I also finished the book Guy in Real Life.  I’ll be honest — this book was a slow go for me.  Part of it was school was wrapping up and I was sick, and the other part of it was this book was work for me.  There are many, many references to gaming online and role playing games.  I just didn’t get it.   It took work for me to try to make sense of it for me.  But, towards the end, when I was able to dedicate an hour to the book (thanks oil change!) I really started to enjoy it.  The action started to pick up and it was very sweet.  Someone recently told me that this looked like a girl book.  I have to disagree.  First, I don’t really like girl book/boy book distinctions.  Secondly, this book is told from a male perspective.  I really think boys would like this book.   I also really liked that the book took place in St. Paul and if the RPG references confused me, at leasts the setting was familiar! And one more fast read I finished last week…

West of the Moon

This one I picked up because it is already getting Newbery Award buzz.  Hmmm…. I just don’t know about this one.  While I liked the story, and the references to all the folk tales, I just don’t know who the audience is for this book.  I don’t know if kids will pick it up for fun reading. Other books that are in progress…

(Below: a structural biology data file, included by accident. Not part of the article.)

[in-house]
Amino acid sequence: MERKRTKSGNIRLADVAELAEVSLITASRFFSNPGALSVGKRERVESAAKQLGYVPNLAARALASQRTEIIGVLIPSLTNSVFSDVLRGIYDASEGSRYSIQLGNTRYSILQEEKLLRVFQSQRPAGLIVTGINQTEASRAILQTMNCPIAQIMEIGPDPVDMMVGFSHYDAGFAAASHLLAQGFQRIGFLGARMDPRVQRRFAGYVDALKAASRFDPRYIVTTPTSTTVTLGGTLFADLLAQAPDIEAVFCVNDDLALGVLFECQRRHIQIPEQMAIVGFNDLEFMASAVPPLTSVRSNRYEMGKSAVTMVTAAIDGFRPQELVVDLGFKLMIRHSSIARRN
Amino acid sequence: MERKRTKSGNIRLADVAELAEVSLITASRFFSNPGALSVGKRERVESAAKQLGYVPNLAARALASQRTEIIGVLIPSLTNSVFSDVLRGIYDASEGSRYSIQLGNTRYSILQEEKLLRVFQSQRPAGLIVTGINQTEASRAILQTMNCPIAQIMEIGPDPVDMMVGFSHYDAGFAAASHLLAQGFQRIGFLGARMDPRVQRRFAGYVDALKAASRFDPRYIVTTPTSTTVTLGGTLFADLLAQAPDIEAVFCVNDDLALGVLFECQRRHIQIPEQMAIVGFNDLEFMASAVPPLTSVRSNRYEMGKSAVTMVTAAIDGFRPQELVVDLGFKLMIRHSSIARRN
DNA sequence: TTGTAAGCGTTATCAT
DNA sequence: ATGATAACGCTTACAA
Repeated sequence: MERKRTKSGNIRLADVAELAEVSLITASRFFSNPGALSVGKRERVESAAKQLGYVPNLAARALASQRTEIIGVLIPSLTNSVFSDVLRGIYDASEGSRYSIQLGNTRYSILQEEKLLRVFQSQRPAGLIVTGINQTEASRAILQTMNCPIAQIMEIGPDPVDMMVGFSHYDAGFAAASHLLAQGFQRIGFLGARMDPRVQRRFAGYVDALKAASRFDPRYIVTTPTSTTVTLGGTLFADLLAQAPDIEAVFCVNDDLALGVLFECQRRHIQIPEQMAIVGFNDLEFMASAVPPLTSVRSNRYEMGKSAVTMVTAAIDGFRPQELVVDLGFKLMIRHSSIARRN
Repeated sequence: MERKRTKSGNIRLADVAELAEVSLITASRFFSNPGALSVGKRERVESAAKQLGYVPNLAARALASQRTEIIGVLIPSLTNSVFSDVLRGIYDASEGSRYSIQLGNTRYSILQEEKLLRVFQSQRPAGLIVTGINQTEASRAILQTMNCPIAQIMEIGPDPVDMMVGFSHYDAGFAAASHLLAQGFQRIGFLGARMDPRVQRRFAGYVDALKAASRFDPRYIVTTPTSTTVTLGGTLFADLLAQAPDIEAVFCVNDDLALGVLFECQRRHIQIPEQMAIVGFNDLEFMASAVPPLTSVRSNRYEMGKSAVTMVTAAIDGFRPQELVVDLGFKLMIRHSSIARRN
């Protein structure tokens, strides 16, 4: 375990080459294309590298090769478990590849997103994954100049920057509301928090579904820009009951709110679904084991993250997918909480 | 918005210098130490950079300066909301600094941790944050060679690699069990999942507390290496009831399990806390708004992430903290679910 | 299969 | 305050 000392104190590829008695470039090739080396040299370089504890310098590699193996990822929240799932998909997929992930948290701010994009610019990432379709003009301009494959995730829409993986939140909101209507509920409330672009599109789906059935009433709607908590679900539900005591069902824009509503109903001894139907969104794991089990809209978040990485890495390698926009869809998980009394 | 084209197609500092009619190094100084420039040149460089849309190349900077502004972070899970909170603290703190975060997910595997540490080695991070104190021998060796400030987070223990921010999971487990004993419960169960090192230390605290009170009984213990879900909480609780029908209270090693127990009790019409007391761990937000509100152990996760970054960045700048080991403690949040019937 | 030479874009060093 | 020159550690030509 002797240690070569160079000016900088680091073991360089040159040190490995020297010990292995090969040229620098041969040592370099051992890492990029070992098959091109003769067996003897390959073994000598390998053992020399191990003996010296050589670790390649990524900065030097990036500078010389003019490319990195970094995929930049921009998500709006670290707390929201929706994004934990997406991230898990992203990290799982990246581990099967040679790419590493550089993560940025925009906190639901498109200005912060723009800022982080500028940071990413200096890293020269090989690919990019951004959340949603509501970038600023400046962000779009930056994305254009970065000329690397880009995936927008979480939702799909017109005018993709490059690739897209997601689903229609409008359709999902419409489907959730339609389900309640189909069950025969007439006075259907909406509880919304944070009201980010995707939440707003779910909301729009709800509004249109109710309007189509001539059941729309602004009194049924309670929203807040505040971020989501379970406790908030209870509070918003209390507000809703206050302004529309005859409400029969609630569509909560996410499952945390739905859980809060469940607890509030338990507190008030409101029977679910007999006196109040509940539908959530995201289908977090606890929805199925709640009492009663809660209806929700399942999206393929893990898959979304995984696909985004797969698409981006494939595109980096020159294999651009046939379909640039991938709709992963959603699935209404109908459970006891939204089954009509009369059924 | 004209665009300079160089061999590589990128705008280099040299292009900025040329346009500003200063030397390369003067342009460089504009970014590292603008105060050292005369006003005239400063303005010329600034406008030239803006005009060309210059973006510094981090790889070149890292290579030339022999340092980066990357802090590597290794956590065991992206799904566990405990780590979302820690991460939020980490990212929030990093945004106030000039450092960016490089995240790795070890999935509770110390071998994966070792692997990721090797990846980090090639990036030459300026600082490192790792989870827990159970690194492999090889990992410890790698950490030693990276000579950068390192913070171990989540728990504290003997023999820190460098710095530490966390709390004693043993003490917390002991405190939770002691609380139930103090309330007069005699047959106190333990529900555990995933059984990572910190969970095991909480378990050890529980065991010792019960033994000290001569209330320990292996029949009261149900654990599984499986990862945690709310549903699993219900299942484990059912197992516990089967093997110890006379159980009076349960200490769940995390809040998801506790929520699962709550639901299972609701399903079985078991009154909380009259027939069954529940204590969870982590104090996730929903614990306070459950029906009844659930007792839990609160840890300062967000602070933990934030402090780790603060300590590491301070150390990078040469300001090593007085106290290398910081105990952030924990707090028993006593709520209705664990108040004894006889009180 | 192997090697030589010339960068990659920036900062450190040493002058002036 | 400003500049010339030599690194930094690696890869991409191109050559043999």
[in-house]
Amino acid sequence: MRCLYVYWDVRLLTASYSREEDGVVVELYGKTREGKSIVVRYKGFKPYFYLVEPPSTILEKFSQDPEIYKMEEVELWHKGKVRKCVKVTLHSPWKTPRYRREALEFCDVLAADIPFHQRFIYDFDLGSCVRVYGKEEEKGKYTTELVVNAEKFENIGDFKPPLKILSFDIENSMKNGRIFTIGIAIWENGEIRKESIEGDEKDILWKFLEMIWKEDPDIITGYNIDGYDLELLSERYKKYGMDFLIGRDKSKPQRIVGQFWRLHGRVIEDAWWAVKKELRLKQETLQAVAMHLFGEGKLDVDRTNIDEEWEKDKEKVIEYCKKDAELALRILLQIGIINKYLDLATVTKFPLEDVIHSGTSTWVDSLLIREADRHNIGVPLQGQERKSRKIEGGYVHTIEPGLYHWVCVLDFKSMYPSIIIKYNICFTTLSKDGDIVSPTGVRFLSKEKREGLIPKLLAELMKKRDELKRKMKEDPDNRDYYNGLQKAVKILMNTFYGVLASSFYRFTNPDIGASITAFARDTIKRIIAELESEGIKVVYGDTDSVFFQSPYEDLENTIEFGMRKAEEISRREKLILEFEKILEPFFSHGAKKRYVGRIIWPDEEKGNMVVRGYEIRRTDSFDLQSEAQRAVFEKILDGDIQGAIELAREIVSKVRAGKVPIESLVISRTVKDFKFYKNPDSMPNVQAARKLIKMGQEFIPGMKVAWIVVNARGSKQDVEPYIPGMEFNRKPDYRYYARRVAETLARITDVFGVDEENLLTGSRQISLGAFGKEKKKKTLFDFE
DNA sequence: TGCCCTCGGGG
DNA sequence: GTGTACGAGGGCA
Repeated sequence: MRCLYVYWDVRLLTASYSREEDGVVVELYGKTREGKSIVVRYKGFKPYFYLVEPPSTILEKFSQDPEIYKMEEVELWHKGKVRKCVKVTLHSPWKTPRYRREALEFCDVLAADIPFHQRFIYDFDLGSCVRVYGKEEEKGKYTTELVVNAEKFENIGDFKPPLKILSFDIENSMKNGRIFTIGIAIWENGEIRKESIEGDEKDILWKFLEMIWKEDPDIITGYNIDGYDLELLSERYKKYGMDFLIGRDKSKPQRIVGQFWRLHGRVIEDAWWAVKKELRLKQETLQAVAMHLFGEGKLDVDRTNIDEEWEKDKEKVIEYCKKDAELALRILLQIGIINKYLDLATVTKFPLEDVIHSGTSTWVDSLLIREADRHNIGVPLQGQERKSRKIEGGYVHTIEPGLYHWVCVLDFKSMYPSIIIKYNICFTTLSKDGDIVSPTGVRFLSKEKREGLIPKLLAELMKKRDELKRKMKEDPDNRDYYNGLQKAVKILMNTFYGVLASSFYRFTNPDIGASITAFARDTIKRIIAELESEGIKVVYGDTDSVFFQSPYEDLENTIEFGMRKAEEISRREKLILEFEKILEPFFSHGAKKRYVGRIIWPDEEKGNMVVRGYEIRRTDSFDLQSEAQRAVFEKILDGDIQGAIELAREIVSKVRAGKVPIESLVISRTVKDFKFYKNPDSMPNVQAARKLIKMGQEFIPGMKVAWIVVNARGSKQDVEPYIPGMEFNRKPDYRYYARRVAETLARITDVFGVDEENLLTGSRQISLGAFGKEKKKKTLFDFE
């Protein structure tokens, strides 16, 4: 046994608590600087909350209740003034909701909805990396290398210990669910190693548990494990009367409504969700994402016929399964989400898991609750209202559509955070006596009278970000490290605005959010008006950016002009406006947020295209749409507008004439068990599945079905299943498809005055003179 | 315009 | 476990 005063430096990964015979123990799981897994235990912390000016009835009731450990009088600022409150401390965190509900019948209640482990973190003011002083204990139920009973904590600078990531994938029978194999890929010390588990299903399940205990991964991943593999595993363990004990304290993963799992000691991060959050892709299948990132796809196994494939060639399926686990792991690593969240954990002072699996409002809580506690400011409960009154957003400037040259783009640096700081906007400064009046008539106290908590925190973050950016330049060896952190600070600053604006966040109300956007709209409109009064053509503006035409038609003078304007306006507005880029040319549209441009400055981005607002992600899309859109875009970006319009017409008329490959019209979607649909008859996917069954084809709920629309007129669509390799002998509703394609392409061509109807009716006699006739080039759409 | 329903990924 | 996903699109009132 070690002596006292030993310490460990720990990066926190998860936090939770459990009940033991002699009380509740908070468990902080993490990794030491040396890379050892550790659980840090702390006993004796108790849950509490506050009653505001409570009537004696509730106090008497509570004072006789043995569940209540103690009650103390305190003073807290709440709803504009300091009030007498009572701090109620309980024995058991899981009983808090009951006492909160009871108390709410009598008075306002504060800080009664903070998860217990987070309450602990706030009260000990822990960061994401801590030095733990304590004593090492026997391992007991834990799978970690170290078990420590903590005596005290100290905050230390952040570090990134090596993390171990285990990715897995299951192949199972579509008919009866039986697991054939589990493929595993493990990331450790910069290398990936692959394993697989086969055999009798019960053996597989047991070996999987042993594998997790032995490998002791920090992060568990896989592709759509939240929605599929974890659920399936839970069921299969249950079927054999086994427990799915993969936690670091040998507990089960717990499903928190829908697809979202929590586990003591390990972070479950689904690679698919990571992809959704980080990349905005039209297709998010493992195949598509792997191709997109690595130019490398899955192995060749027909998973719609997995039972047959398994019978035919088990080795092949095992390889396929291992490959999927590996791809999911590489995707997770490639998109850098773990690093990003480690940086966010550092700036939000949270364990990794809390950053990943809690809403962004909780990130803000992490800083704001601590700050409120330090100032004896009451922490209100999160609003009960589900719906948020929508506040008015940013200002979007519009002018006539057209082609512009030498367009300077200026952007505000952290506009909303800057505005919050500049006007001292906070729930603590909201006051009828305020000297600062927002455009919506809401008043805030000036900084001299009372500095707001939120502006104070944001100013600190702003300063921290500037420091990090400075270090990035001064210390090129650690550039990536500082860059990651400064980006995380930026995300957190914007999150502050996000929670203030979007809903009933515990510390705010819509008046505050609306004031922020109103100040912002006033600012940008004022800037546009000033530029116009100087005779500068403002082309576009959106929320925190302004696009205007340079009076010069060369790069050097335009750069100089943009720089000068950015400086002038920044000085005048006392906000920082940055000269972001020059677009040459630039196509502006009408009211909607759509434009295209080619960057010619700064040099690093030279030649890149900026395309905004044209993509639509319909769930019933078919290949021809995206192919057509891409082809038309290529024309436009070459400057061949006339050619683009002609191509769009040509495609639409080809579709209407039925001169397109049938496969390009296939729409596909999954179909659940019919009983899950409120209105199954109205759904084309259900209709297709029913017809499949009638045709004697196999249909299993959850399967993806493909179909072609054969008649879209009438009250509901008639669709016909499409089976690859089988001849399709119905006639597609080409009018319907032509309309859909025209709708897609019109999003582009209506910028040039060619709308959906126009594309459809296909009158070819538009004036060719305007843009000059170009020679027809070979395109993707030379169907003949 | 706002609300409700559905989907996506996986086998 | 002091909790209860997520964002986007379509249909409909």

Between Two Worlds      Three Bird Summer           An Echo in the Bone (Outlander, #7)

Books I hope to start (and finish) this week:

Searching for Sky            Written in My Own Heart's Blood (Outlander, #8)

What are you reading this week?  Post it here and let me know!

The Boy on the Wooden Box

The Boy on the Wooden Box

By: Leon Leyson (Leib Lejson)

Review by: Jack F., 8th Grade

Publisher: Atheneum

Page count: 206


Little Leib Lejson loved the city life in Kraków, Poland that his parents worked so hard to create for him and his five siblings. But then the Germans were every where, in the city, on the streets and his home. Suddenly all his friends were his enemies all because he was a Jew. He lived in the ghettos, through the Płaszów work camp and miraculously along with him and his dad, mom and two of his siblings found their way onto the infamous Schindler’s List. Oskar Schindler became the savior of his and 1,200 other Jews life.